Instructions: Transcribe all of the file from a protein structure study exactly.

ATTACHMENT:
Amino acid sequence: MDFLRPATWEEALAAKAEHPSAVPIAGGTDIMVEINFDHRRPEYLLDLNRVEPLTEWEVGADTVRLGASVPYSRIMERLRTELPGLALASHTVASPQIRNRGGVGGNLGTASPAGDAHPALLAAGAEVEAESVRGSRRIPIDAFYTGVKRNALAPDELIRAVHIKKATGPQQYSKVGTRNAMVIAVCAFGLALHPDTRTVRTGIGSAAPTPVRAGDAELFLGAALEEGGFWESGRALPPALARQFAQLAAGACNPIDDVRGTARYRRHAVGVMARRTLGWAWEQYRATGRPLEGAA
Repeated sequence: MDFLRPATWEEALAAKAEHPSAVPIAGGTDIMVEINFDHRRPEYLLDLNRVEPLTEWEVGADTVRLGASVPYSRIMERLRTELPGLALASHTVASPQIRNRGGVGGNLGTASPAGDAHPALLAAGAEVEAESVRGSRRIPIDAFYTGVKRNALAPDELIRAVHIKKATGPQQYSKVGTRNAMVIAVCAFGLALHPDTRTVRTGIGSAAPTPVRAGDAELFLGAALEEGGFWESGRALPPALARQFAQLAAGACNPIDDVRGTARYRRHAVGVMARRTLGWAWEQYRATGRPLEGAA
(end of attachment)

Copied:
Amino acid sequence: MDFLRPATWEEALAAKAEHPSAVPIAGGTDIMVEINFDHRRPEYLLDLNRVEPLTEWEVGADTVRLGASVPYSRIMERLRTELPGLALASHTVASPQIRNRGGVGGNLGTASPAGDAHPALLAAGAEVEAESVRGSRRIPIDAFYTGVKRNALAPDELIRAVHIKKATGPQQYSKVGTRNAMVIAVCAFGLALHPDTRTVRTGIGSAAPTPVRAGDAELFLGAALEEGGFWESGRALPPALARQFAQLAAGACNPIDDVRGTARYRRHAVGVMARRTLGWAWEQYRATGRPLEGAA
Repeated sequence: MDFLRPATWEEALAAKAEHPSAVPIAGGTDIMVEINFDHRRPEYLLDLNRVEPLTEWEVGADTVRLGASVPYSRIMERLRTELPGLALASHTVASPQIRNRGGVGGNLGTASPAGDAHPALLAAGAEVEAESVRGSRRIPIDAFYTGVKRNALAPDELIRAVHIKKATGPQQYSKVGTRNAMVIAVCAFGLALHPDTRTVRTGIGSAAPTPVRAGDAELFLGAALEEGGFWESGRALPPALARQFAQLAAGACNPIDDVRGTARYRRHAVGVMARRTLGWAWEQYRATGRPLEGAA